Trait Anxiety Inventory (STAI). The STAI is a validated scale that consists of 40 items with a 4-point Likert scale. The twenty items assess the trait measure, and the other items assess the state measure. The overall scores for both scales vary from 20 to 80. Higher STAI scores indicate a higher state of anxiety. The 75th percentiles of the two distributions were used as thresholds to detect clinically significant anxiety symptoms. In the present sample, this was 51 for the State scale and 54 for the Trait scale (19). The Persian version of this scale was validated by Panahi et al. (1993) (20).
Center for Epidemiologic Studies Depression (CES-D) Scale: Depressive symptoms were assessed with the Center for Epidemiologic Studies Depression (CES-D) Scale. It is a 20-item self-report instrument. All items on this scale are rated on a 0 to 3-point response scale with a total score ranging from 0 to 60. A cut-off of 16 is generally used as an indicator of clinically significant elevations in antenatal depression. The reliability and validity of this scale are well established in diverse populations (21). The validity and reliability of the Persian version of this tool have been confirmed in various studies (22-23).
Posttraumatic Stress Diagnostic Scale (PDS): The Posttraumatic Stress Diagnostic Scale (PDS) was used to screen for posttraumatic stress. It is a 17-item self-assessment rating scale. The scale consists of 3 sub-dimensions including Re-experiencing, Avoidance, and hyper Arousal which are scored on a 4-point scale from ‘‘not at all’’ to ‘‘5 or more times per week/very much’’. A score of 1 or more for one of the re-experiencing inquiries, 3 of the avoidance inquiries, and 2 of the arousal inquiries is required to diagnose PTSD (24). The validity of the Iranian version of this scale is well documented by Mirzamani et al. (2006) (25).
After a detailed explanation of the study, written informed consent was obtained from all participants. It took about 20 minutes for the participants to complete the questionnaires.
All analyses were carried out using the IBM SPSS Statistics version 20 software (SPSS Chicago, IL). Statistical significance was defined as p<0.05. The Kolmogorov–Smirnov test was used to check whether the data had a normal distribution. One-Way ANOVA, Kruskal-Wallis, Chi-squared test, and Fisher’s exact test were performed to determine the difference between the groups in level of stress and the status of depression, anxiety, and post-traumatic stress disorder.
In total, 90 women were included in this study. Table 1 displays the basic characteristics of the participants in three groups. The mean age of participants was 28.81 (SD = 6.59) years. The majority of participants were housewives (87.8%) and had primary and high-school educations (67.8%). Three groups were similar in terms of these characteristics (P>0.05). However, gestational age was lower in the ectopic pregnancy group (P=0.001). Furthermore, more than a third of participants in the miscarriage (36.7%) and ectopic pregnancy groups (46.7%) declare that the missed pregnancy was unwanted. While this rate was 13.3% in the ongoing pregnancy group (P=0.018).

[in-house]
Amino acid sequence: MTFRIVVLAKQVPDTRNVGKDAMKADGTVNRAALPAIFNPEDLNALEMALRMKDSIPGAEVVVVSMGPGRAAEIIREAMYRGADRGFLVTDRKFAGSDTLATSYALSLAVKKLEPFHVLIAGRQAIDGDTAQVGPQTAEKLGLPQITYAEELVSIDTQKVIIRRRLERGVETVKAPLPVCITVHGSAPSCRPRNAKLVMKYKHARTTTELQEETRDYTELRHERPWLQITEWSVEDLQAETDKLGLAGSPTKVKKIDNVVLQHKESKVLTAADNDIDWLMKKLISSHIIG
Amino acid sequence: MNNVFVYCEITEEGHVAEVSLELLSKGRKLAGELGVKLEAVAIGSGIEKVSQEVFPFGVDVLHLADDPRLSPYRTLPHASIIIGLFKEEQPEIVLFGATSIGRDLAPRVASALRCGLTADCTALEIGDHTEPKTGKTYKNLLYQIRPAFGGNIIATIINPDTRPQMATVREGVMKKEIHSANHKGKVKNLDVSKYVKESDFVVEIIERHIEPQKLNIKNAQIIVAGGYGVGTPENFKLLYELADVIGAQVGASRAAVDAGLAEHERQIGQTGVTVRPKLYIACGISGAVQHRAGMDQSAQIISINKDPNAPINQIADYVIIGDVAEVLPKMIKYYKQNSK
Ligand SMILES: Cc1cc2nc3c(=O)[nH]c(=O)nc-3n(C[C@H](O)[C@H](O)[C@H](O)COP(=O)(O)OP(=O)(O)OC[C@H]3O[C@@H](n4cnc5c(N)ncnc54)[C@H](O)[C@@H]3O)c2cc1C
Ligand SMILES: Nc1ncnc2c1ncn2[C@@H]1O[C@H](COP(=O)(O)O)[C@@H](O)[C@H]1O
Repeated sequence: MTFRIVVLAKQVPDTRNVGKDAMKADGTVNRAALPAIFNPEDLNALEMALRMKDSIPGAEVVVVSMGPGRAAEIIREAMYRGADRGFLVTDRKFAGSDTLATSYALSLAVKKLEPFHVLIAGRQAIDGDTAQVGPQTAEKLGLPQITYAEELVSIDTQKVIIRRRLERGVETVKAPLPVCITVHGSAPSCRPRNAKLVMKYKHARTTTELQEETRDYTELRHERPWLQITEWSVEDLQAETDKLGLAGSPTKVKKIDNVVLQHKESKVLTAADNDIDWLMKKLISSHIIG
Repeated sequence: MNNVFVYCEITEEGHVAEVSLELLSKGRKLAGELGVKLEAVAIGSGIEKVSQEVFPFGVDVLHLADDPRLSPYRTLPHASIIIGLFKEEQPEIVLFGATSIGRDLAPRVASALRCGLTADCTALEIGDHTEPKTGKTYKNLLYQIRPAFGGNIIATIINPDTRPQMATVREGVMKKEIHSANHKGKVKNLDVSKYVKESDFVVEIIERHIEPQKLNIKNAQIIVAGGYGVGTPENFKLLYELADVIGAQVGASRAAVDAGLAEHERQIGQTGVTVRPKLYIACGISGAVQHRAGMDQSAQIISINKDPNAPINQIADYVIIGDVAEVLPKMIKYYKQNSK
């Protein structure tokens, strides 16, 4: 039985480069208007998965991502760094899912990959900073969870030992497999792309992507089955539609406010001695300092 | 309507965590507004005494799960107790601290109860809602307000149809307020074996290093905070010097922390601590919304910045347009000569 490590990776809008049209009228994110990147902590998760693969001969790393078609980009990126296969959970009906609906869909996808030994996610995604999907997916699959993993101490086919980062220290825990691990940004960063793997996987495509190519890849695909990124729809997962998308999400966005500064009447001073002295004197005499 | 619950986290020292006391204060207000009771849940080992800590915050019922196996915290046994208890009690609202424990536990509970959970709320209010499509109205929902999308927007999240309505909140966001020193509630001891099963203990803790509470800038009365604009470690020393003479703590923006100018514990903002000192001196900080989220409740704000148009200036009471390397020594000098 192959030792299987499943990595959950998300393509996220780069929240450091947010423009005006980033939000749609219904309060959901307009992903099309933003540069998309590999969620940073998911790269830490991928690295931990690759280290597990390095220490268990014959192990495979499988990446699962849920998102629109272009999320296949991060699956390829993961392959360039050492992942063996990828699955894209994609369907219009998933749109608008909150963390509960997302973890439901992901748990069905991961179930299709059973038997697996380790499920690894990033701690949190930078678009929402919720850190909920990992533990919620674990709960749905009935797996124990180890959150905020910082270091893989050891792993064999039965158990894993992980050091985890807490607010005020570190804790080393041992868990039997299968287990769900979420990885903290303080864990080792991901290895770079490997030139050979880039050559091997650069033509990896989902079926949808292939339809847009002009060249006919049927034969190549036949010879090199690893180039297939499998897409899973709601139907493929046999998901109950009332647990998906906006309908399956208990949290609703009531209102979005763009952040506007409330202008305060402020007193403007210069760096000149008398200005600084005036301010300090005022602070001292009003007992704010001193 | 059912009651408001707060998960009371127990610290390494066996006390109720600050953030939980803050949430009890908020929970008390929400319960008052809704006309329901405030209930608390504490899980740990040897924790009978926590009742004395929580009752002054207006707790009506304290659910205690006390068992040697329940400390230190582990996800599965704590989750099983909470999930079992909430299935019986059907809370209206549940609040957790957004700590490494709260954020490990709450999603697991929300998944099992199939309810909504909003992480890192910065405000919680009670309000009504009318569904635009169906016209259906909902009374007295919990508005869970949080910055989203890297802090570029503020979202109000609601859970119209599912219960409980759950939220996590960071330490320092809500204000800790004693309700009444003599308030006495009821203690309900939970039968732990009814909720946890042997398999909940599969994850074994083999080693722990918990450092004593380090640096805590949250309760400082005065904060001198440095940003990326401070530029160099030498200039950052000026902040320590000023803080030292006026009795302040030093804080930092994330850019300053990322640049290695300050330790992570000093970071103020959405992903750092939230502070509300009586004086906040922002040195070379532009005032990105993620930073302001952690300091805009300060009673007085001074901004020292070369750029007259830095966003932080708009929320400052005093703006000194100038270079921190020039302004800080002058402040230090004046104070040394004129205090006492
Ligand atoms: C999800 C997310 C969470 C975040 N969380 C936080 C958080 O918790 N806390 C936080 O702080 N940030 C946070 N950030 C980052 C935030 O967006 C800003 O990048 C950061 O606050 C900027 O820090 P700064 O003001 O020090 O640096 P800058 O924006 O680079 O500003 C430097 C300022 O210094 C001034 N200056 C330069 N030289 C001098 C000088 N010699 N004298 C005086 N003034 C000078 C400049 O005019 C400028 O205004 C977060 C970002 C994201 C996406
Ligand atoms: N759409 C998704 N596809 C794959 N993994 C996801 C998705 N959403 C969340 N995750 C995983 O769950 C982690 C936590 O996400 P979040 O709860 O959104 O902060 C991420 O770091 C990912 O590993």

In addition, 46.7% of participants in the ectopic pregnancy group and 30% in the miscarriage group declared that their partner also did not want to become pregnant. This rate was 10% in women with ongoing pregnancies (P=0.007).
The majority of miscarriages (78.3%) were treated with abortion medication, whereas 69.3% of ectopic pregnancies were managed surgically (30.8% with salpingotomy and 38.5% with salpingectomy).
According to the result of the Kruskal-Wallis test and as shown in Figure 1, there was no difference in perceived stress levels in the three groups (p=0.176).
In the ectopic pregnancy group, 16(53.3%) of women experienced state anxiety. This was comparable to 10(33.3%) and 6(20.0) in the miscarriage and ongoing groups, respectively (P=0.025).
For trait anxiety, these proportions were 4(13.3%), 10(33.3 %), and 2(6.7%) in miscarriage, ectopic pregnancy, and ongoing groups, respectively (P=0.019) (Table 2).
As shown in table 2, more than two-thirds of participants fulfilled the screening criteria for depression. However, this difference was not statistically significant in the three groups (P=0.089) (Table 2).
In the first month, 5(16.7%) of women with ongoing pregnancies met the criteria for PTSD. In the miscarriage group, 26.7% of participants, and in the ectopic pregnancy group, approximately one-third (36.7%) met the criteria for PTSD. However, there was no significant difference between the groups (p=0.216) (Table 2).
Another main objective of this study was to find an appropriate sample size for conducting a large study to compare post-traumatic stress disorder as the main outcome in women with miscarriage and ectopic pregnancy compared with women with ongoing pregnancy. Based on this pilot study, we have estimated that a total of 957(319 in each group) women need to complete the study to demonstrate a PTSD prevalence of 16.7%, 26.7%, and 36.7% on ongoing, miscarriage, and ectopic pregnancy, respectively (power 0.80 and α 0.05).
One of the objectives of this study was to find an appropriate sample size for conducting a large study to compare post-traumatic stress disorder as the main outcome in women with miscarriage and ectopic pregnancy compared with ongoing pregnant women. The results of this study suggest that comparing the prevalence of PTSD, anxiety, and depression in women with EPL with a group of women with ongoing pregnancies is feasible in an appropriate sample size.